As the old man continued to speak, something in his voice was very familiar, but I couldn’t quite place it. It was calm, soothing and had a slight drawl. Had I met this man before? I wasn’t quite sure. I needed to hear some more, so I pushed for a conversation.

“Are you from Boston?” I asked.

“No, I was visiting friends in Nantucket.”

Where do I know that voice from?

“Nice place.”

“Yes, we come here every year.”

I know I’ve heard this voice before. I turned to continue talking but he went back to reading his newspaper, and I didn’t want to be a nuisance. I remained silent and read about current events. The short flight continued in silence except for the moments the steward delivered drinks in which I handed the old man his ginger ale, and when the steward returned to collect the empties.

The FBI/spy guy unbuckled his belt and swung into the restroom behind us. Allowing me some elbow room, and space to reach for my book. Success.

The man returned, reached up overhead and shuffled for his bag. As he did so, a luggage tag flopped over the overhead door swinging in plain sight. It was gold with black Serif lettering. As I took a quick look, I cocked my head at the sight of the name on the luggage tag: Mr. Fred Rogers.

With a perplexed look, I turned to the old man in the bow tie on my right and said, “Excuse me, sir?”

“Yes?”

“What is it that you do for a living?”

“I make television programs for young children.”

“It’s you?! It’s really you?” I was in complete awe. “You’re Mr. Rogers?”

“Yes.”

“Oh my goodness, it is you?!” Exclaimed a woman from the row in front of us. She turned around with a big smile. “I heard your voice and I saw you, but I wasn’t absolutely sure until I just heard you say it.”

“Can you believe it?” I said to her. “We’re sitting next to THE Mr. Rogers! Wow!” We exchanged a smile as if we both won a prize together. Meanwhile, the silent FBI man on my left sat down and smiled like a schoolboy.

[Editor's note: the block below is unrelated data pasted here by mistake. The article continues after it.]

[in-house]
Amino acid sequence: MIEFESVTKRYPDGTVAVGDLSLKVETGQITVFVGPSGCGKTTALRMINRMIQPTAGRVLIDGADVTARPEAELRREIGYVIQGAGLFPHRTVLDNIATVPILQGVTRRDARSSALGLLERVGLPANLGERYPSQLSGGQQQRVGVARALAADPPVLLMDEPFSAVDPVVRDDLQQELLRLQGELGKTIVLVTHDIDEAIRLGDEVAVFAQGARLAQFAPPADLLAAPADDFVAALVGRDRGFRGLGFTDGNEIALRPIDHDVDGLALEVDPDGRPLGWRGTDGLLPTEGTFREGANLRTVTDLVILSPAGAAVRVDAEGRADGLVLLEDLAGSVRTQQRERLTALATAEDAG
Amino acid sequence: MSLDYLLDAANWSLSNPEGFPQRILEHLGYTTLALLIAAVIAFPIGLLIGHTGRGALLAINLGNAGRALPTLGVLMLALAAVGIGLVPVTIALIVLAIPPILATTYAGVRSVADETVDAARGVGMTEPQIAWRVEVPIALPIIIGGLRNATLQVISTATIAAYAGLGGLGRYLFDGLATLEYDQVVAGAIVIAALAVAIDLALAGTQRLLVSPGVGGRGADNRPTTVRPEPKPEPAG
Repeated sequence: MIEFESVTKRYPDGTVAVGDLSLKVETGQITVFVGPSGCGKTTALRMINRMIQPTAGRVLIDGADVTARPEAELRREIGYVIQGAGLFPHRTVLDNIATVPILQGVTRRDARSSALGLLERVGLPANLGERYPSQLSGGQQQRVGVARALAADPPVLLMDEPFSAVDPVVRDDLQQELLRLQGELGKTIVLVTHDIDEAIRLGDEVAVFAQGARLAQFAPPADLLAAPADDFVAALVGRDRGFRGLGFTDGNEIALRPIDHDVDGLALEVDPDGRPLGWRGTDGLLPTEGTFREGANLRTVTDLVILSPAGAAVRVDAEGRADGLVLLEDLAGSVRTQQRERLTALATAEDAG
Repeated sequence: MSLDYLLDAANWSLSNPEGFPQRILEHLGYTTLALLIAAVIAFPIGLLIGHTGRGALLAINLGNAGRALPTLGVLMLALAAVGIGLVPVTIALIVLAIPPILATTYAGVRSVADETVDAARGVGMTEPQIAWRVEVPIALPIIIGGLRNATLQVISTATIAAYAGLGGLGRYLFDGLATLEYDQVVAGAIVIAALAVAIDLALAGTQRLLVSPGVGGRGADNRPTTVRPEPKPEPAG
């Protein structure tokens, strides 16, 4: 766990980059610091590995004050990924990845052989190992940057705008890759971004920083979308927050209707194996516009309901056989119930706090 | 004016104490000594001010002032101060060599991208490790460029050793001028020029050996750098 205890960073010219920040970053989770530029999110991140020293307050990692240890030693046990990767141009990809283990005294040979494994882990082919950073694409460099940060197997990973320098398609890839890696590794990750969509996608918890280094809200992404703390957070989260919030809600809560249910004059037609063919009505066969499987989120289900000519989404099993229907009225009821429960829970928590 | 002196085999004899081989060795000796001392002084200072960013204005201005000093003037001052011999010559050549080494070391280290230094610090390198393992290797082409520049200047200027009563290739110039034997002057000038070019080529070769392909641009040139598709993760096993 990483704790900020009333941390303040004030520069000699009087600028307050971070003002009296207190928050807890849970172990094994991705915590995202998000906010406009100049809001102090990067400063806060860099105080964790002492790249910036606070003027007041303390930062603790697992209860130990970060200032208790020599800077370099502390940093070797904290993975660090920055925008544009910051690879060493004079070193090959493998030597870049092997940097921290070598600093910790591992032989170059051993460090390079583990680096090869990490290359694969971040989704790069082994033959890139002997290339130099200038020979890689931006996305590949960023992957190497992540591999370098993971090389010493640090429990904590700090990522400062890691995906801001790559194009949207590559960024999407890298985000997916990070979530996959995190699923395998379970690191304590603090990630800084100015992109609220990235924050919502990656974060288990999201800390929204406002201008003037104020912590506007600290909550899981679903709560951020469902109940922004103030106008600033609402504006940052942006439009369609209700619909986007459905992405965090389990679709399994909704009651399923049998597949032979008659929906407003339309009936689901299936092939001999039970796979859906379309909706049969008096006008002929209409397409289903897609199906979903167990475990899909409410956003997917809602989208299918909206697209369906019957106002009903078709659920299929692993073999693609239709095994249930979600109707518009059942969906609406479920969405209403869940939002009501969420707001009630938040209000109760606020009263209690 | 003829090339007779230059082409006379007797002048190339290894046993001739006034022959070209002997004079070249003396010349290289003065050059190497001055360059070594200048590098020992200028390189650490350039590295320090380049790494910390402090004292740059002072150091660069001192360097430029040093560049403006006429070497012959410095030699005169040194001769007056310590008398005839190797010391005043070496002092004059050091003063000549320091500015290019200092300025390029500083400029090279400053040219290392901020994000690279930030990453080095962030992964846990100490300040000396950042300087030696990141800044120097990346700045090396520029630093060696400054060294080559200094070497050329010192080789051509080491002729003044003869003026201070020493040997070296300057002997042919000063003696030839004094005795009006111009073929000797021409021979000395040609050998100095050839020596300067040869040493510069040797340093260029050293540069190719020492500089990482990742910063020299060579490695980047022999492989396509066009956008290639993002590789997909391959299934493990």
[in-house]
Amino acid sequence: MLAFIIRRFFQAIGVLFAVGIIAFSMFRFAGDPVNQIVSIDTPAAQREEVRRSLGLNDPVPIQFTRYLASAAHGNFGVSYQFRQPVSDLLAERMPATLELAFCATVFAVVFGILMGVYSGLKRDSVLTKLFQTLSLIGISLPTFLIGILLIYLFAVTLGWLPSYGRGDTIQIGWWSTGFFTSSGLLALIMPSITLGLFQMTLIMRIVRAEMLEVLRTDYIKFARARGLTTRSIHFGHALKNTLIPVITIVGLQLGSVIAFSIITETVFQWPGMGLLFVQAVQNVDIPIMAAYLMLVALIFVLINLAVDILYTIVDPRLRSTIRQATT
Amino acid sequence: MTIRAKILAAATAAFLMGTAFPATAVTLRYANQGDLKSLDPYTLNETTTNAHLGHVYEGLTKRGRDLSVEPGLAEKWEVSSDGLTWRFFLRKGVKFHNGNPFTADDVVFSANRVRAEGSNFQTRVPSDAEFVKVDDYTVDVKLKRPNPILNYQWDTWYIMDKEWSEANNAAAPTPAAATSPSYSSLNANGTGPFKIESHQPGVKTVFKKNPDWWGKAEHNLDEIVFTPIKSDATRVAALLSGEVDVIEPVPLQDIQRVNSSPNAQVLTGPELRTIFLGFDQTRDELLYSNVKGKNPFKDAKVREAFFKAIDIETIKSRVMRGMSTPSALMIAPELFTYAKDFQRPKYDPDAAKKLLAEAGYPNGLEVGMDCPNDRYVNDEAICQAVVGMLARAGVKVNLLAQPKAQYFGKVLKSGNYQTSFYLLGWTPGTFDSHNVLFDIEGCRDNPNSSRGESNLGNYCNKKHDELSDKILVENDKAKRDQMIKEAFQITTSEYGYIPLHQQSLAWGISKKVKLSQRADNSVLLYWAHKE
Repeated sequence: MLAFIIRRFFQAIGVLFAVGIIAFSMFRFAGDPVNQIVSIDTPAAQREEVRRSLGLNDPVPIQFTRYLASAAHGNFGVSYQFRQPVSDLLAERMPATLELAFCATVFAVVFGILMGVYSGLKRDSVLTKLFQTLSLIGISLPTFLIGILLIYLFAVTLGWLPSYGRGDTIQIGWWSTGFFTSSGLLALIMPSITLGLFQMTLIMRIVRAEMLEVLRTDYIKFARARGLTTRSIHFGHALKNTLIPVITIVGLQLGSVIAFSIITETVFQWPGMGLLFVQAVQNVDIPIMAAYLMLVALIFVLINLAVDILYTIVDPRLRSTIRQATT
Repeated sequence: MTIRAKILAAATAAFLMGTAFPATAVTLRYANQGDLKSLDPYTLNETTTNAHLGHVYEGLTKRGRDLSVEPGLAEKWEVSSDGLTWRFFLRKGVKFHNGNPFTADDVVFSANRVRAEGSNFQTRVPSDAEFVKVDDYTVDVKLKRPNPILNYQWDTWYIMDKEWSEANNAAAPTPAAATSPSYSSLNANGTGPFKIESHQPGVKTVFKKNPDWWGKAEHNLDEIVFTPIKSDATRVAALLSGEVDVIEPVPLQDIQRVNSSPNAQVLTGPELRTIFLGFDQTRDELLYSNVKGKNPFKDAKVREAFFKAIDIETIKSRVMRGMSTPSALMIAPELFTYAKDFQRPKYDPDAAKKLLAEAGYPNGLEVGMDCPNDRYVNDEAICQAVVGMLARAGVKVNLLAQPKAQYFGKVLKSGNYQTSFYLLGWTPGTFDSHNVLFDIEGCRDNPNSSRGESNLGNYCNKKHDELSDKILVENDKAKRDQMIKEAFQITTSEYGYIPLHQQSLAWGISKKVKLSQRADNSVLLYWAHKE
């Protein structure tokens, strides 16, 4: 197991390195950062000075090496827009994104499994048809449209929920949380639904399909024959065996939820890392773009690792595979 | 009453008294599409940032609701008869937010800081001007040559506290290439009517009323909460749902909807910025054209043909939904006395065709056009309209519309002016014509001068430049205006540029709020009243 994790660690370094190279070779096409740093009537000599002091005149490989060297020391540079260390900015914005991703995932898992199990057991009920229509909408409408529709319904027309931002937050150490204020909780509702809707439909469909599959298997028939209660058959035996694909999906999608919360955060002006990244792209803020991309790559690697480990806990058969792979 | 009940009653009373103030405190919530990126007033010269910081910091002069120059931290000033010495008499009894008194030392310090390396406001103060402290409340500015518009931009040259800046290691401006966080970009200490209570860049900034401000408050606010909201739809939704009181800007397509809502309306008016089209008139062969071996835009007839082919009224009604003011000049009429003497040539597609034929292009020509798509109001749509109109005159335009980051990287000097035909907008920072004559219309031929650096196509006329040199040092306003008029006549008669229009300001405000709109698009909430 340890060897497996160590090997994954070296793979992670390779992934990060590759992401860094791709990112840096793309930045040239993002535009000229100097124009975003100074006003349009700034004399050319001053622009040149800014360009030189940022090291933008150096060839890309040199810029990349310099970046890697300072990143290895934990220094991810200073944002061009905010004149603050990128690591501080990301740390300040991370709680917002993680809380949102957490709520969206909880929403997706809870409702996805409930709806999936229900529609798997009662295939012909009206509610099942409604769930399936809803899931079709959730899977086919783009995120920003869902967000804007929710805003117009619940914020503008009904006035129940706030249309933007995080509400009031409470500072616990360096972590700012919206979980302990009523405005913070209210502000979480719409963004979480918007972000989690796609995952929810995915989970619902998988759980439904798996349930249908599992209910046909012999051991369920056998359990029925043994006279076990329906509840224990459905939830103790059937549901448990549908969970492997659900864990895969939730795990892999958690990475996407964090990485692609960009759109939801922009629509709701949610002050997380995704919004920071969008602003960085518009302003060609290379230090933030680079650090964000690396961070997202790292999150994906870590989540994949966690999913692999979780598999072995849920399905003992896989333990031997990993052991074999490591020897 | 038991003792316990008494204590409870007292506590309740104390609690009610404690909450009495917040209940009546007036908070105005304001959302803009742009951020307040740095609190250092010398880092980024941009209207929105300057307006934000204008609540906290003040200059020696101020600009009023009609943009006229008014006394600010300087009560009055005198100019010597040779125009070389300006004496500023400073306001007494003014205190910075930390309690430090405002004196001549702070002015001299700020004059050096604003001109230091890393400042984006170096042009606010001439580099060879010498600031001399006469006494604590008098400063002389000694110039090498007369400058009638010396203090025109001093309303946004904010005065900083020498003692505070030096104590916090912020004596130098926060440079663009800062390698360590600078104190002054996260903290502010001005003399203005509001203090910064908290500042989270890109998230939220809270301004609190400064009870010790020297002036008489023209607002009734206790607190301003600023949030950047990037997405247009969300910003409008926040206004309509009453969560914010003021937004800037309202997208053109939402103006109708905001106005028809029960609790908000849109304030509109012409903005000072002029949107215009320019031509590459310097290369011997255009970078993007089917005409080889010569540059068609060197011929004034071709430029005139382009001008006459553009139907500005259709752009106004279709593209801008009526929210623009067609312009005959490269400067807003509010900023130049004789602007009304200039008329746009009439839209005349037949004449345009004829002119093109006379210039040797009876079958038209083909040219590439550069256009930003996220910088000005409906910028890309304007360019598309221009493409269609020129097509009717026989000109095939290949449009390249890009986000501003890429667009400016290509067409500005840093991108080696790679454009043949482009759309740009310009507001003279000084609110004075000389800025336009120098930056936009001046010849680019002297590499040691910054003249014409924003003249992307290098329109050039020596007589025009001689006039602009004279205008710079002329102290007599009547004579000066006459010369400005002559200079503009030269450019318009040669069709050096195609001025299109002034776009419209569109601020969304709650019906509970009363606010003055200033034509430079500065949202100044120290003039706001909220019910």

“Please excuse me for eaves dropping.” The woman said to Mr. Rogers.

“Oh, no. Not at all.” He replied.

“I can’t believe I was sitting here this whole time, and I had no idea it was you.” I said with excitement. “I mean, I used to watch you all the time. Everyone watched you. Wow!”

“Thank you.”

I introduced myself, offered my hand and the Mr. Rogers shook it.

“Wow! It’s really you. I must admit some of your puppets frightened me, but I loved that trolley.”

“Well, they weren’t meant to be frightening. But thank you.” He laughed.

The announcement was made that we were descending to our destination. The woman gleefully told Mr. Rogers how nice it was to meet him and sat back down in her seat. The rest of the passengers shifted in their spots eagerly preparing for deplaning.

“Mr. Rogers?” I said.

“Yes?”

“Thank you for being you. For that show we all grew up with. And all of the things you taught us.”

“That is very kind of you.”

“Well, I mean it. You will forever be a part of my childhood. And I think a lot of people that grew up watching you would say the same.”

“That’s nice to hear.”

The plan landed and taxied to the gateway. The passengers all rose and stepped off the airplane. In the shuffle, I lost Mr. Rogers. When I stepped into the airport, I found Mr. Rogers meet up with a woman behind the desk. I turned to catch his attention.

When he finally looked up I said, “Goodbye Mr. Rogers. It was really nice to have sat next to you. And thank you for the newspaper.”

He smiled and replied, “You’re very welcome. And thank you.” ■


I am Lorenzo – author of The Love Fool. (Please read my book.)